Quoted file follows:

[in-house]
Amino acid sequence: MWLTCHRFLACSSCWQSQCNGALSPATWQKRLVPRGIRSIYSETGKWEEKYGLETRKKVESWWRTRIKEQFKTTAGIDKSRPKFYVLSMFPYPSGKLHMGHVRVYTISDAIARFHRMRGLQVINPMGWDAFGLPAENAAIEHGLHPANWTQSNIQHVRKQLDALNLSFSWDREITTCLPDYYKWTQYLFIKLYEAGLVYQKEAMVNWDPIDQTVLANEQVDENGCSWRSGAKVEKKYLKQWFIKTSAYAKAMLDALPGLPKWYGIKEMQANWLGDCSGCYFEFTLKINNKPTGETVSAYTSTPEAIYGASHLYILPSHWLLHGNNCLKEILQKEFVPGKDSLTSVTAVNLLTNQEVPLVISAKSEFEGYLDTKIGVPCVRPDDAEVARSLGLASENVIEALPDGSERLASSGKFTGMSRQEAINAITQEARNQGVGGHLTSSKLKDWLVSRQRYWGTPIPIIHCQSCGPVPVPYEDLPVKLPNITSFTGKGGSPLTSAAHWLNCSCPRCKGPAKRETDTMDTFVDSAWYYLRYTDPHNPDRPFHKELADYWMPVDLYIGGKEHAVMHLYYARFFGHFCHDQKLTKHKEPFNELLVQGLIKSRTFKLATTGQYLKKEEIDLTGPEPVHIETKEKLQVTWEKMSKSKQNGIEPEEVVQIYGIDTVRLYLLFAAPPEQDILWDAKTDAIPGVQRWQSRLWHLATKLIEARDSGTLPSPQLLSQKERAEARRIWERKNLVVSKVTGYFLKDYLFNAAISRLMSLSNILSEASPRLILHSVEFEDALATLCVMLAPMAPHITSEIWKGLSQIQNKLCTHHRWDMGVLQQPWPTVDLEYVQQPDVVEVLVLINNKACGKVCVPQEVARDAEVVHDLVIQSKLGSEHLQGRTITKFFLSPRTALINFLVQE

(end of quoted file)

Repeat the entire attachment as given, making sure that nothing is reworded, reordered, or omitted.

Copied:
[in-house]
Amino acid sequence: MWLTCHRFLACSSCWQSQCNGALSPATWQKRLVPRGIRSIYSETGKWEEKYGLETRKKVESWWRTRIKEQFKTTAGIDKSRPKFYVLSMFPYPSGKLHMGHVRVYTISDAIARFHRMRGLQVINPMGWDAFGLPAENAAIEHGLHPANWTQSNIQHVRKQLDALNLSFSWDREITTCLPDYYKWTQYLFIKLYEAGLVYQKEAMVNWDPIDQTVLANEQVDENGCSWRSGAKVEKKYLKQWFIKTSAYAKAMLDALPGLPKWYGIKEMQANWLGDCSGCYFEFTLKINNKPTGETVSAYTSTPEAIYGASHLYILPSHWLLHGNNCLKEILQKEFVPGKDSLTSVTAVNLLTNQEVPLVISAKSEFEGYLDTKIGVPCVRPDDAEVARSLGLASENVIEALPDGSERLASSGKFTGMSRQEAINAITQEARNQGVGGHLTSSKLKDWLVSRQRYWGTPIPIIHCQSCGPVPVPYEDLPVKLPNITSFTGKGGSPLTSAAHWLNCSCPRCKGPAKRETDTMDTFVDSAWYYLRYTDPHNPDRPFHKELADYWMPVDLYIGGKEHAVMHLYYARFFGHFCHDQKLTKHKEPFNELLVQGLIKSRTFKLATTGQYLKKEEIDLTGPEPVHIETKEKLQVTWEKMSKSKQNGIEPEEVVQIYGIDTVRLYLLFAAPPEQDILWDAKTDAIPGVQRWQSRLWHLATKLIEARDSGTLPSPQLLSQKERAEARRIWERKNLVVSKVTGYFLKDYLFNAAISRLMSLSNILSEASPRLILHSVEFEDALATLCVMLAPMAPHITSEIWKGLSQIQNKLCTHHRWDMGVLQQPWPTVDLEYVQQPDVVEVLVLINNKACGKVCVPQEVARDAEVVHDLVIQSKLGSEHLQGRTITKFFLSPRTALINFLVQE